This is my second favorite effect in the PDF. This effect uses a sleight that Daniel has dubbed the One Eighty Placement which is really just another way of using the sleight used in the other Outlaw variations but in a different part of the deck; it’s hard to explain more clearly without exposing. This effect just like many of the other Outlaw variations isn’t really difficult as long as you have mastered the few sleights involved. Because this effect is very similar to the handling of the other effects there isn’t really any need to explain the angles again because they are the same. This is definitely an effect worth your time.

Outlaw vs. Swami– The magician writes a prediction on a piece of paper. The spectator is asked to name a card. The prediction is revealed to be wrong, but the magician spreads through the deck and removes the predicted card. The back is shown to have the named card written on the back.

This variation uses a common mentalism gimmick which you could probably figure out by the title of the effect. I have never performed this effect simply because I do not own the gimmick. This effect like Blatant Outlaw doesn’t require any sleight of hand. Once again the handling is very similar to the other effects so there isn’t much else to explain.

Invisible Outlaw- The magician displays two decks of cards and gives the spectator one to hold. He says he has a face down card in the deck as a prediction. The spectator is asked to name a card and the magician spreads through the deck and turns the face down prediction face up. The prediction is shown to be incorrect but the magician asks the spectator to spread through their cards and take out the one they named. The predicted card is written on the back.

This variation like Outlaw vs. Swami uses a gimmick which to almost all of you will be obvious because of the title. I personally would recommend against performing this effect because both decks you are using are gimmicked and the spectators will most likely want to examine them. Although with both decks you can show them to be normal the spectators still might want to look at the cards themselves. This effect also doesn’t require any sleight of hand.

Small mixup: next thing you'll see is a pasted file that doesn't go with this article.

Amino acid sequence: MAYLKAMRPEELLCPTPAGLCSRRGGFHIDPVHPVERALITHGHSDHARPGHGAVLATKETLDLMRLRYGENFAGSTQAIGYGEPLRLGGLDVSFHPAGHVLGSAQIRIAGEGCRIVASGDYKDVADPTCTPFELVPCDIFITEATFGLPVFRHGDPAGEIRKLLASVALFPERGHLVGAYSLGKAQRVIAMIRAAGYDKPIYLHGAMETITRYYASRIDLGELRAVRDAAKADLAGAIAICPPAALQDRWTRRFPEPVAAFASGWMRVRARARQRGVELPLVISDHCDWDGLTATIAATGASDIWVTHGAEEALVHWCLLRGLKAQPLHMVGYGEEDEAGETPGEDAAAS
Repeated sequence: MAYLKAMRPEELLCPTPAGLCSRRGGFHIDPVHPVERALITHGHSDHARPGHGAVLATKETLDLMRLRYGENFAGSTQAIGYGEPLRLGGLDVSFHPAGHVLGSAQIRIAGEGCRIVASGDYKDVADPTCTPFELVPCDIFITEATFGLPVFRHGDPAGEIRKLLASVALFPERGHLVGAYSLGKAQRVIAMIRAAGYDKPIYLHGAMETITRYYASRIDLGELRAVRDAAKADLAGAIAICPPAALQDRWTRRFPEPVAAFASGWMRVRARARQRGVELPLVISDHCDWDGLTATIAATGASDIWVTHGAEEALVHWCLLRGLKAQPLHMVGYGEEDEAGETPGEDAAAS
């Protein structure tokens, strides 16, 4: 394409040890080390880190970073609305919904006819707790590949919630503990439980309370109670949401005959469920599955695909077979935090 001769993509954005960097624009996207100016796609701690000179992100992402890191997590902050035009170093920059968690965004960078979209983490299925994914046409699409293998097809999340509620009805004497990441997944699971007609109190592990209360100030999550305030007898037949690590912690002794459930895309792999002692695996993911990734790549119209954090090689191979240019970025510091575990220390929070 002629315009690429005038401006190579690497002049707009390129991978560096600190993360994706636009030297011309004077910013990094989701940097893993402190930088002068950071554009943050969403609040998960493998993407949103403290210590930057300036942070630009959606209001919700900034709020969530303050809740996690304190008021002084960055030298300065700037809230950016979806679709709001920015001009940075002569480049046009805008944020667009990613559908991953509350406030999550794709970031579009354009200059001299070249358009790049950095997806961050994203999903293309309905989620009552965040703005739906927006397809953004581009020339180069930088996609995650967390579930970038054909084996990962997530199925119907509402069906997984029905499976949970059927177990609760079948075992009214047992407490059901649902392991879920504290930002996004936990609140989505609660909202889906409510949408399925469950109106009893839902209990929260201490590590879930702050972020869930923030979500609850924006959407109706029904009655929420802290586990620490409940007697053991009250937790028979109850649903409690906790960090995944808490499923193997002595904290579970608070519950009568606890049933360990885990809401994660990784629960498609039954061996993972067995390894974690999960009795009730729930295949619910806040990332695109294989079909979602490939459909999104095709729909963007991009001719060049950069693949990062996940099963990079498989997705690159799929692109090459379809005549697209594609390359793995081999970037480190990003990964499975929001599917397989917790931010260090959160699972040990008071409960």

Outlaw Associate, Outlaw Disassociate, Double Crossed Outlaw- I have decided not to explain these three effects because these particular effects use the Outlaw deck in a way that exposes the secret to the previous six effects. That said, obviously I would not recommend performing one of those six effects and follow it with Outlaw Associate, Outlaw Disassociate or Double Crossed Outlaw.

The PDF- The PDF files is 440 kilobytes in size which is less that half of a megabyte. The dimensions of the pages are 11.69 inches by 8.27 inches. 15 pages total; 6 color photographs labeled Image 1, Image 2, Image 3 etc. The PDF is not password protected unlike his other PDF’s so you are able to edit and print the document if you wish. I have the same complaint about Outlaw as I did One which are the minor typos; I’m really, really OCD about it but it probably won’t bother you guys as much.

Conclusion– I would highly recommend this product to anybody. It’s only 5 British Pounds (GBP) which is a little less than ten dollars and you learn so much. You learn the basic Outlaw effect with eight variations, most of which are very easy to accomplish, are practical, and of course are hard-hitting. Overall I give Outlaw an 8.5 out of 10. I took one point off because you cannot hand out the card for examination in the end of Outlaw Associate and Outlaw Disassociate; and I took another half point off because the spectator cannot examine the deck in any of the effects except Double Crossed Outlaw. You might think that because you cannot hand out the deck that the effect is not worth performing, but Daniel explains some very convincing ways to show the deck as normal. Thanks for reading!